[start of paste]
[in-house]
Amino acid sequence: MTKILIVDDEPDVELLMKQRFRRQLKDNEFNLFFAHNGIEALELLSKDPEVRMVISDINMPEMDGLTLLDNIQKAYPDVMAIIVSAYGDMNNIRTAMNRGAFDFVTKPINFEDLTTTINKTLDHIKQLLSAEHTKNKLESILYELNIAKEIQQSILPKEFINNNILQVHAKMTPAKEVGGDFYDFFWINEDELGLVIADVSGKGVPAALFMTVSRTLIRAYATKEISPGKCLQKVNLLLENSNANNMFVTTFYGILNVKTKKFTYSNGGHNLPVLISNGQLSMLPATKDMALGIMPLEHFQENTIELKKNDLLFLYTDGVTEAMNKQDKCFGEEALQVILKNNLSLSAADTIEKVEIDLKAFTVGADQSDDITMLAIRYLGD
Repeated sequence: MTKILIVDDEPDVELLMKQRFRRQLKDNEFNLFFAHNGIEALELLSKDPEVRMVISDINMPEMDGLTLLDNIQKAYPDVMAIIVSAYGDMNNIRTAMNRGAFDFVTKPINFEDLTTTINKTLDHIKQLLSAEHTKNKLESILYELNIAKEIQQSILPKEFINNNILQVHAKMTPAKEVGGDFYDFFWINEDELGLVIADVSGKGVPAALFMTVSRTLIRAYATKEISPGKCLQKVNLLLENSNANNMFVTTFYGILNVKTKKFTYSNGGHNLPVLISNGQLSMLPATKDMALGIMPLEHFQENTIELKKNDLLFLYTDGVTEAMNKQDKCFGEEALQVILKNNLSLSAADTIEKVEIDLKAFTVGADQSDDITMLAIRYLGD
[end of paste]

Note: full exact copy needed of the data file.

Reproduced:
[in-house]
Amino acid sequence: MTKILIVDDEPDVELLMKQRFRRQLKDNEFNLFFAHNGIEALELLSKDPEVRMVISDINMPEMDGLTLLDNIQKAYPDVMAIIVSAYGDMNNIRTAMNRGAFDFVTKPINFEDLTTTINKTLDHIKQLLSAEHTKNKLESILYELNIAKEIQQSILPKEFINNNILQVHAKMTPAKEVGGDFYDFFWINEDELGLVIADVSGKGVPAALFMTVSRTLIRAYATKEISPGKCLQKVNLLLENSNANNMFVTTFYGILNVKTKKFTYSNGGHNLPVLISNGQLSMLPATKDMALGIMPLEHFQENTIELKKNDLLFLYTDGVTEAMNKQDKCFGEEALQVILKNNLSLSAADTIEKVEIDLKAFTVGADQSDDITMLAIRYLGD
Repeated sequence: MTKILIVDDEPDVELLMKQRFRRQLKDNEFNLFFAHNGIEALELLSKDPEVRMVISDINMPEMDGLTLLDNIQKAYPDVMAIIVSAYGDMNNIRTAMNRGAFDFVTKPINFEDLTTTINKTLDHIKQLLSAEHTKNKLESILYELNIAKEIQQSILPKEFINNNILQVHAKMTPAKEVGGDFYDFFWINEDELGLVIADVSGKGVPAALFMTVSRTLIRAYATKEISPGKCLQKVNLLLENSNANNMFVTTFYGILNVKTKKFTYSNGGHNLPVLISNGQLSMLPATKDMALGIMPLEHFQENTIELKKNDLLFLYTDGVTEAMNKQDKCFGEEALQVILKNNLSLSAADTIEKVEIDLKAFTVGADQSDDITMLAIRYLGD